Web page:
The major strength of the show is the script. Tightly knitted events follow each other in quick succession and leave no room for filler scenes. Bindusara is a valiant king but surrounded by enemies from all corners. The most dangerous among them is his Greek stepmother, who wants the throne for her son Justin. Chanakya understands the gravity of the danger from this enemy because she is one of the most trusted by the king and therefore impossible to eliminate. This is what leads Chankaya to search for the future savior of his beloved empire and he finds it soon enough in a rowdy kid on the outskirts of Magadh, who charms him with his wit , courage & inherent wisdom.
The story inside the palace walls is no less intriguing. Two queens compete constantly for the king’s affections in hopes of securing the throne for their respective sons. Queen Noor Khorasan is haughty, jealous, and fiercely possessive. To spice up things a little more, she is having an affair with Justin on the side. On the other hand, Queen Charulata , the mother of the eldest son, who feels insecure after Noor’s marriage to the king, has found her refuge in black magic. She believes offering human sacrifices will secure the throne for her son.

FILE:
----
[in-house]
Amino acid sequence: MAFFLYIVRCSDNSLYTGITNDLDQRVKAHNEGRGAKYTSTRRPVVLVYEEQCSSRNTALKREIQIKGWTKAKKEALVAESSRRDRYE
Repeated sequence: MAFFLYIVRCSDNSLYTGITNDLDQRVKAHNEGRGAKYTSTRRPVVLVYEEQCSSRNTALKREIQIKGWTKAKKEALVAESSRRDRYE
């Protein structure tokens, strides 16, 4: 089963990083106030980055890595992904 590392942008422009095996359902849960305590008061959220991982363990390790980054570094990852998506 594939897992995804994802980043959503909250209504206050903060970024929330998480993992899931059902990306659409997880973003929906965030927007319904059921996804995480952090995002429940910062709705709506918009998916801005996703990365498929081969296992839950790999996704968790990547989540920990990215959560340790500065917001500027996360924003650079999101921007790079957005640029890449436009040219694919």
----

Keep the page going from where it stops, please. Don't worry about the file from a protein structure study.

The queen mother, Helena, married to Chandragupta Maurya in lieu of the defeat of Selekeus Nikator, holds the secret ambition of destroying Magadh by securing the throne for her son Justin. She is ruthless yet extremely cautious to never reveal her treacherous intentions and no one but Chankaya suspects her. The story therefore is an instant potboiler with elements of treachery, ambition, adultery and occult thrown in with precision. Amidst all of it is an unsuspecting Bindusara who falls in love with Subhadrangi, a regular woman who lives in the jungle teaching Vedas to kids when she is not nursing hurt animals. He is rescued by her after an attack. Even though he marries her, he has to leave her behind when Khorasan finds him and reminds him of duties towards Magadh.